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Fig Upside Down Cake

Fig Upside Down Cake


Fig season is upon us and I was desperate to do something with them. In all honesty, I have never actually cooked with figs before. I see them for those few, fleeting weeks every year in the grocery store and I stare at them longingly, not having a damn clue of what to do with them,

Figs are one of the oldest consumed fruits by humans in the world. Figs were noted in ancient Sumerian texts, the christian bible, symbolized fertility, peace, prosperity, and restoration throughout ancient and recent history. Figs were even found burried with Egyptian Pharaohs to sustain them through the afterlife.

Figs have been eaten for thousands of years, all over the world, and, until recently, the closest I had come to this fruit was a fig newton. This year I went ahead and purchasing a dozen figs with not a single notion of what to do with them. I didn't know if I should peel them, slice the ends off, or what. Can I eat them raw? What do I even do with this tear drop shaped thing?

Bake them in a cake, that’s what.

I have a new love, and it is olive oil cake. Have you ever made an olive oil cake?

Cake can sometimes be daunting, complicated, fussy, messy, and difficult to execute. Olive oil cake is not - I have made a few different versions, playing with the amount of ingredients, and every single version i’ve made has been delicious, moist (this word is only allowed when describing cake), and resilient.

Because the cake batter is somewhat loose, too much to suspend pieces of fig without them sinking to the bottom, I opted to just start with the fruit on the bottom! Upside-down fig cake it was, and I LOVE how this turned out. The cake is really mildly sweet, and the olive oil compliments the figs beautifully. I topped this with an apricot glaze and a whipped mascarpone cream on top.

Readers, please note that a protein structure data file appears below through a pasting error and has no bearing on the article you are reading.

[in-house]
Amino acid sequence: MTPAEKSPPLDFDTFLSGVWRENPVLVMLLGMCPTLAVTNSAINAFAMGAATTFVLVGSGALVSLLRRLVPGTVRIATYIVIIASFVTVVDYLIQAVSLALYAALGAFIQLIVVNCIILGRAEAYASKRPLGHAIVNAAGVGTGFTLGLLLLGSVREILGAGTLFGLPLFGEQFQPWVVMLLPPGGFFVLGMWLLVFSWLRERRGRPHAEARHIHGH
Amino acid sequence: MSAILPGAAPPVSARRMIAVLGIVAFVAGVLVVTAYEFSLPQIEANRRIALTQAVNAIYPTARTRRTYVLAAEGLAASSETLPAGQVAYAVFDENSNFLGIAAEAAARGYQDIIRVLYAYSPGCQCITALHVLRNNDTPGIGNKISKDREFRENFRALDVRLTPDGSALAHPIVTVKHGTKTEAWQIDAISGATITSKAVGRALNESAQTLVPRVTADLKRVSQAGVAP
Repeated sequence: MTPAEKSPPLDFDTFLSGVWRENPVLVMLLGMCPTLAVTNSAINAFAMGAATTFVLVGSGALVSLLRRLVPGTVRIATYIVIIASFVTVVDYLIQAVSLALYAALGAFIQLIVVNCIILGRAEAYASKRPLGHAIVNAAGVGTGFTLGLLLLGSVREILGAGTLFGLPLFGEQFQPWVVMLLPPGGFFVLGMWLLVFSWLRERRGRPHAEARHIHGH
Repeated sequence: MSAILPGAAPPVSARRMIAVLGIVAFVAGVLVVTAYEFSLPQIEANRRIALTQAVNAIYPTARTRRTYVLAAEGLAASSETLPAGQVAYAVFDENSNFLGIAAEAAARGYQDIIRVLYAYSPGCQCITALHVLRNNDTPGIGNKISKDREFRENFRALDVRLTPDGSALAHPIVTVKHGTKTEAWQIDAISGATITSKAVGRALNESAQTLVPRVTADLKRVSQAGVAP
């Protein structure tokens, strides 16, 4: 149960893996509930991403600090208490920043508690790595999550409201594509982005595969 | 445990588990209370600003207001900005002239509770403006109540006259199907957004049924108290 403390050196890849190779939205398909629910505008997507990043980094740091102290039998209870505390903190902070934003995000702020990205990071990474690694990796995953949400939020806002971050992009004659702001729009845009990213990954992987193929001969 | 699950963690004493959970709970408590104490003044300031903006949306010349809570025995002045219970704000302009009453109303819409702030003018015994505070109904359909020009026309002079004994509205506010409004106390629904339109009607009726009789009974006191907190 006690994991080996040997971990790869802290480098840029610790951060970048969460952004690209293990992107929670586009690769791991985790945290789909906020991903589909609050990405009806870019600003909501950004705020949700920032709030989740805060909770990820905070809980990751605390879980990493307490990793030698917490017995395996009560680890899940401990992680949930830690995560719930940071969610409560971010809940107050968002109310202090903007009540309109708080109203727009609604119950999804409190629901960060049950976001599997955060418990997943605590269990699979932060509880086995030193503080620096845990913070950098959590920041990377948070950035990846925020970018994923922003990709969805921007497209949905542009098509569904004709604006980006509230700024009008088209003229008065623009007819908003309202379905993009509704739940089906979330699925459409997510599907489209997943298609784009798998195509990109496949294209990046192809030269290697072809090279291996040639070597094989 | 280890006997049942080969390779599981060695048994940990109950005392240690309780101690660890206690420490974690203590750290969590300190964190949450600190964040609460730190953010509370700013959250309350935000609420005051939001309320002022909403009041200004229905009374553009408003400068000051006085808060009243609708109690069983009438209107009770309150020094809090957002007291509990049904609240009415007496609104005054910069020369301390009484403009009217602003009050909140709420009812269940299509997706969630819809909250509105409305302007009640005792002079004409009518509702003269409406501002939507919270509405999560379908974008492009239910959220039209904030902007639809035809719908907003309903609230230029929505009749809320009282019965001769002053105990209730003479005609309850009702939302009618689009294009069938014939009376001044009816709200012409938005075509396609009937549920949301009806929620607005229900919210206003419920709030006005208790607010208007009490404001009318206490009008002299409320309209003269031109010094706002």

An excellent end of summer treat!


  • Use a fresh extra virgin olive oil! Don’t use the bottle that has been sitting on your counter for 2 weeks. The fresher the better and it really does make a difference with the flavor profile.

  • This will be the perfect cake if you want something sweet, but not super rich. This is the anti-dessert, with both the cake and mascarpone cream being relatively light on sugar.

  • You can eat this cake the day of, however if you allow the cake to settle and absorb the apricot glaze overnight, you won’t regret it! This cake is almost better on day 2, I swear.





1 cup + 2 tbsp All Purpose Flour
2 tbsp Corn Starch
1/4 Cup Almond Flour
2 tsp Baking Powder
1/2 tsp Baking Soda
1/2 tsp Salt
3 tbsp Sweet White Wine
3 tbsp Lemon Juice
2 tsp Vanilla Extract
1/2 cup Sugar
1tbsp Lemon Zent
2 Eggs
3/4 cup Extra Virgin Olive Oil
2-3 Fresh figs, sliced into slim wedges

Apricot Glaze

2 ripe Apricots
2/3 cup Sugar

Mascarpone Whipped Cream:

4 tbsp Mascarpone
1/2 Heavy whipping cream
1 tbsp Sugar
1/2 tsp Vanilla extract



Preheat oven to 400.

Prepare an 8 inch cake pan by using a pastry brush to paint olive oil around the entirety of the bottom and then brush up the sides. Line with parchment paper at the bottom, and brush more olive oil onto the top of the parchment paper.